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Title Multiphase biomineralization: Enigmatic invasive siliceous diatoms produce crystalline calcite
Date 19.04.2016
Number 50721
Abstract Diatoms are considered unicellular eukaryotic organisms exclusively depositing biogenic silica. Heretofore there has been no report of calcification by these algae. Here it is shown that calcium carbonate within the stalks of Didymosphenia geminata, a nuisance species that has prolifically colonized streams and rivers globally, is biogenic in origin and occurs as a network of calcite nanofibers. The nanofibrous framework in the mineralized polysaccharide matrix imparts mechanical support to the stalks, providing stability in variable flow conditions. The results demonstrate that D. geminata possesses cellular and periplasmic carbonic-anhydrases that contribute to carbon fixation and biomineralization, respectively. The activity of external carbonic-anhydrase was more than 50% of the total activity, which points to its role in anchoring this bioeroding diatom on hard surfaces. The first evidence of multiphase biomineralization by diatoms that deposit both biogenic silica and crystalline biogenic calcite which are imparting distinct functional advantage to the organism is provided.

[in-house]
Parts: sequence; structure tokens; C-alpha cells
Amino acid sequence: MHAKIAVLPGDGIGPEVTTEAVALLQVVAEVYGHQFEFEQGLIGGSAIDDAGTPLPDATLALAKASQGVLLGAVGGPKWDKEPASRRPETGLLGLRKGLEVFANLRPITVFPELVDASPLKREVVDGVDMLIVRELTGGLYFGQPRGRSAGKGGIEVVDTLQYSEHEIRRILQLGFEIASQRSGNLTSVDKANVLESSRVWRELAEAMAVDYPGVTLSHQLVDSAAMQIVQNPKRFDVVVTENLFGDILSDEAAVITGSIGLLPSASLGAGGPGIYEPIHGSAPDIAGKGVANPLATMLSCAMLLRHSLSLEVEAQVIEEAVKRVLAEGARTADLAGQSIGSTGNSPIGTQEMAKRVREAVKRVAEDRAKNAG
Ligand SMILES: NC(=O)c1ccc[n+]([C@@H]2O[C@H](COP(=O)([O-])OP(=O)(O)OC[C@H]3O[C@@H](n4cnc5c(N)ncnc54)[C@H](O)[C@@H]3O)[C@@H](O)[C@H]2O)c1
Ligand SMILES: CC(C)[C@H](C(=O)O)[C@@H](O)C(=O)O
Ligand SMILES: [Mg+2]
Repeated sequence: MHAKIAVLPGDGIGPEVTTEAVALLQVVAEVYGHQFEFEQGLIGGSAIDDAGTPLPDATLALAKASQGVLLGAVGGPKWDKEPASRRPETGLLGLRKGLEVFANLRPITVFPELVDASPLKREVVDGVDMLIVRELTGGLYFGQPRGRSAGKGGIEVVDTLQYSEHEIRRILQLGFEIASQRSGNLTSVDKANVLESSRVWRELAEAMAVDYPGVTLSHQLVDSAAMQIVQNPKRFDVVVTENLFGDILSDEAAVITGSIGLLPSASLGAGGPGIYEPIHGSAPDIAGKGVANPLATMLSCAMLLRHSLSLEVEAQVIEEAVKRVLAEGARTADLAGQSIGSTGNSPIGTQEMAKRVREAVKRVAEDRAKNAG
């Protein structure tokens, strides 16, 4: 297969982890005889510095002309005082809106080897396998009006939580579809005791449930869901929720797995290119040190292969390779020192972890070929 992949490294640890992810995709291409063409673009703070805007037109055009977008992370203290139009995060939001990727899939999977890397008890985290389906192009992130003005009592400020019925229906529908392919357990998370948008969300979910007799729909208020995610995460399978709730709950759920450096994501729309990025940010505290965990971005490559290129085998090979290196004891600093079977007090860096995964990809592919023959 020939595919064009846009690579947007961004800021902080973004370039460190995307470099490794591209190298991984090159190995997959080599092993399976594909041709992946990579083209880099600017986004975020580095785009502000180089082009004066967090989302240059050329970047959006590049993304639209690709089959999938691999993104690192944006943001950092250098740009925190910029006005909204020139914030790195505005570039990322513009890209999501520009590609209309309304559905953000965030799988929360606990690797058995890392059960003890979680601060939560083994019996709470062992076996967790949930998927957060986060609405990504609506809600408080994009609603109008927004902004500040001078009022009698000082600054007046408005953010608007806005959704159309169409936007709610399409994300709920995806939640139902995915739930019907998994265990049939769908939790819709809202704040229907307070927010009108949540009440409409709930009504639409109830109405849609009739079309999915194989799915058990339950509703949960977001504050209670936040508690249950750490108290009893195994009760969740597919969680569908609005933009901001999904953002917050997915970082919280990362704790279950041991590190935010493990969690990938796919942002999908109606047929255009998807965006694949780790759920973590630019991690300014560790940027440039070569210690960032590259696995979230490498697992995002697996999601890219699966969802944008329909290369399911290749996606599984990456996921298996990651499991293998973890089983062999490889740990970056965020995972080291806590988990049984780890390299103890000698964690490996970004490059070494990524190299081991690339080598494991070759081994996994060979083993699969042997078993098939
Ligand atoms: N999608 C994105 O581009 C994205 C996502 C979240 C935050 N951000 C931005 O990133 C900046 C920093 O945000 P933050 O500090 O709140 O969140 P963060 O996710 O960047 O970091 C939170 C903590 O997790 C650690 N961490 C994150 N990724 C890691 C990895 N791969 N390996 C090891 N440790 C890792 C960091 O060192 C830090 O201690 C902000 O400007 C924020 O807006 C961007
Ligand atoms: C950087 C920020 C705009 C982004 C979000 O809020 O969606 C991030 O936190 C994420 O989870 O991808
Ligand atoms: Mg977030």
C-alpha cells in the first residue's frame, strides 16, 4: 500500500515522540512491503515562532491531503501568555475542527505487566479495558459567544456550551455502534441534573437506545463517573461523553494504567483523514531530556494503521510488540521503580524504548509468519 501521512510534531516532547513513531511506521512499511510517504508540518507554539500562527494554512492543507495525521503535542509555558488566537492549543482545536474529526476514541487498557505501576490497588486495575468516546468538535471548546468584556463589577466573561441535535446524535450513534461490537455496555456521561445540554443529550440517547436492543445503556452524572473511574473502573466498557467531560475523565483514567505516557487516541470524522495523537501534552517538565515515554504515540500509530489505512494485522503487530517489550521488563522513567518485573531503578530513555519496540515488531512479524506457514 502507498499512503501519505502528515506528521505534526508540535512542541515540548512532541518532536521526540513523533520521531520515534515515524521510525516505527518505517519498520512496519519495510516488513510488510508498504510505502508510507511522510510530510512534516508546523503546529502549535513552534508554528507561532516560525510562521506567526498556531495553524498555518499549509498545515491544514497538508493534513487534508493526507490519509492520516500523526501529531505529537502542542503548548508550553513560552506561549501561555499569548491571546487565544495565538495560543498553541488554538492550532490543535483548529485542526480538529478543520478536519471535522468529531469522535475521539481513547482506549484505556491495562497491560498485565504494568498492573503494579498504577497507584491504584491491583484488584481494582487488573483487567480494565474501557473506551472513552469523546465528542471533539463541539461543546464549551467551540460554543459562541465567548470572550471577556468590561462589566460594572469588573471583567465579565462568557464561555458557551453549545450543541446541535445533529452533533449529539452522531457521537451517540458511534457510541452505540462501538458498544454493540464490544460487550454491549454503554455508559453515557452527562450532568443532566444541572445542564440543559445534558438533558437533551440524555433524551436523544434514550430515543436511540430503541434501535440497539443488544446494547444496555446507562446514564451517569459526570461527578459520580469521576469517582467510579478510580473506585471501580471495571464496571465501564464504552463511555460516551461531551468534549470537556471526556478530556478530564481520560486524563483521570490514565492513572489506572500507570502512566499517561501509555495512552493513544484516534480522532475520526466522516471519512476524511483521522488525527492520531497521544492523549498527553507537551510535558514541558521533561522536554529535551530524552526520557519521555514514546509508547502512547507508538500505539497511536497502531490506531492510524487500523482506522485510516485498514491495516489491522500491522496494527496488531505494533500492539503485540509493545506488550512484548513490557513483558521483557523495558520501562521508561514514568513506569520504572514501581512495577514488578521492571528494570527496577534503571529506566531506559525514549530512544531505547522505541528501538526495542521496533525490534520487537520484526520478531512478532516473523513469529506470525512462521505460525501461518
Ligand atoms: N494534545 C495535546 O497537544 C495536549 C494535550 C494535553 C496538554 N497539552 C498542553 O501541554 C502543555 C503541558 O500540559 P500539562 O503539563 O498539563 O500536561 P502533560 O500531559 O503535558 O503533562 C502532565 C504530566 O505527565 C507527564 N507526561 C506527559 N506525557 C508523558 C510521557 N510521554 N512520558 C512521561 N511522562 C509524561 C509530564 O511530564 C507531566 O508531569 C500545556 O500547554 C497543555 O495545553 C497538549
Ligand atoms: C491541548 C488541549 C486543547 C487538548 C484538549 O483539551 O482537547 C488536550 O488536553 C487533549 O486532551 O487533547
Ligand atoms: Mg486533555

URL http://dx.doi.org/10.1002/adfm.201504891
Publisher Advanced Functional Materials
Identifier 0
Citation Advanced Functional Materials 26 (2016) 2503-2510
DOI http://dx.doi.org/10.1002/adfm.201504891
Authors Ehrlich, H. ; Motylenko, M. ; Tsurkan, M. ; et al.,
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